Lawmakers look to tackle several key issues in 2018 Legislative Session

The board predicts lawmakers will have to find a way to cut around $45 to $90 million.

Posted: Jan 8, 2018 9:07 PM
Updated: Jan 9, 2018 7:30 AM

DES MOINES, Iowa- The 2018 Iowa Legislative session began Monday and lawmakers are eager to get back to work.
The No. 1 issue all of our local representatives have commented on is the importance of balancing the budget after the Iowa Revenue Estimate Conference predicted a shortfall for the second year in a row.

“Our first focus should be on balancing the budget,” said Democratic State Representative Sharon Steckman.

“We want to make sure that we balance our budget,” said Republican State Representative Tedd Gassman.

“Our revenues came in a little bit shorter than what they estimated and it’s what we are going to have to deal with,” said Republican Senator Waylon Brown.

The board predicts lawmakers will have to find a way to cut around $45 to $90 million.

“That should be a big concern to all Iowans,” said State Representative Todd Prichard. We have almost full employment in the state and we still have to make cuts. Something is really going to have to change.”

"It’s going to come from where we think it’s most appropriate,” said Representative Gassman. “There are some things that we do here that are less important and that’s where it’s going to have to come from.”

Local policymakers say they worry about where some of these cuts will be made, but tax reform is something lawmakers are still looking in to.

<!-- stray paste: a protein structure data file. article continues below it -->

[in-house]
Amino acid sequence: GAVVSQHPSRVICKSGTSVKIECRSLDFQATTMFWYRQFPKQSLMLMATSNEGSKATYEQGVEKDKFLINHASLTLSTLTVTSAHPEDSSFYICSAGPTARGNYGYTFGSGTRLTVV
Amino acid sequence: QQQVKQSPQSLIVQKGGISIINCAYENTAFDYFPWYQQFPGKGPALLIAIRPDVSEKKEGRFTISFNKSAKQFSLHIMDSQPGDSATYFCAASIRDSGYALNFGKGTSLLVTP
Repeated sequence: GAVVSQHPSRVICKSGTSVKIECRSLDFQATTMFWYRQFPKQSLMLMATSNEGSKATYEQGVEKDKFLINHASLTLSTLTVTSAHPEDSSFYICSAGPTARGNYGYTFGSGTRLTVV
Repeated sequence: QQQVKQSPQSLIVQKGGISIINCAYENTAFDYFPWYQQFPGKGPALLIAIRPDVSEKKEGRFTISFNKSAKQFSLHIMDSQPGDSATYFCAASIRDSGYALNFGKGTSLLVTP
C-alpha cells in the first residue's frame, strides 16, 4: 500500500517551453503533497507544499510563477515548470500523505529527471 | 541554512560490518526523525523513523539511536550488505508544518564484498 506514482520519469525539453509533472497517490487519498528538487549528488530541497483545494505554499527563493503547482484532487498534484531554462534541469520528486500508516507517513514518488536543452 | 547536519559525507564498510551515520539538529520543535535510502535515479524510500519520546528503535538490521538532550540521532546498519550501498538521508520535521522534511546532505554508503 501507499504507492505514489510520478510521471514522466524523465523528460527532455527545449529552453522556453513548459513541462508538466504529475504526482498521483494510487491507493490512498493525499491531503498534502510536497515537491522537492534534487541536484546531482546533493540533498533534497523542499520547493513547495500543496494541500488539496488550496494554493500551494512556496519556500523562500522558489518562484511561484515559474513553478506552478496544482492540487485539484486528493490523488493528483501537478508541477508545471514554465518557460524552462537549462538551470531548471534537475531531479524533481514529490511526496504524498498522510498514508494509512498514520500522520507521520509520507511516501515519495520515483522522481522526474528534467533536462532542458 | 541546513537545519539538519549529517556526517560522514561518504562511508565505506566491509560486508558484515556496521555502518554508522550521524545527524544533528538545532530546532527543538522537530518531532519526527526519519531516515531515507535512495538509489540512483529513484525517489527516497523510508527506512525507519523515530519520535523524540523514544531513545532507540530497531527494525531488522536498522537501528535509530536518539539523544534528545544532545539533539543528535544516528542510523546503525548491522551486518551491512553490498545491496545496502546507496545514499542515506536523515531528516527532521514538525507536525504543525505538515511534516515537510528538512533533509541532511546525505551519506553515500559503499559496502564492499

“We do have a higher rate and it’s a little complicated,” says Representative Jane Bloomingdale. “We can simplify tax returns and flatten the rates out just a little bit.”

“We haven’t seen the proposal for the cuts yet, but we are all concerned what services they will impact,” said State Senator Amanda Ragan. “It will have an impact on the lives of Iowans.”

While legislators are looking at a statewide reform with mixed feelings, federal tax reform is taking shape as well leaving local representatives wondering what this could mean when it goes in to place.

“The federal deductibility amounts change, meaning there will be impacts to the budget,” says Representative Prichard. “It will be a necessity that there will be some impact to the budget and to Iowans from tax reform.”

According to local representatives we spoke with, the state did see a two-percent increase from the year previous, and the Iowa Revenue Estimate Conference predicts a four-percent increase for the next fiscal year.

Water quality is an issue local lawmakers say needs to be addressed this year. They say there are currently two bills, one in the House and one in the Senate, while other representatives say they want to see the IWILL fund put to use.

Local educators are also pushing for local lawmakers to support two funds that have a sunset.

The SAVE fund expires in 2029, but local schools want to see this fund extended now to help keep them from having to raise property taxes.

The fund is a cent sales tax that schools use to bond out infrastructure projects. Educators we spoke with say because the sunset is 2029 and most bonds are for 20 years, it puts them in a tough spot to try and utilize the funds.

The Operational Sharing Incentives is also set to expire, something several schools in our area utilize. The incentive allows for schools to share specific school employees such as superintendents. This allows the school to save money and accept additional children for potential increases.

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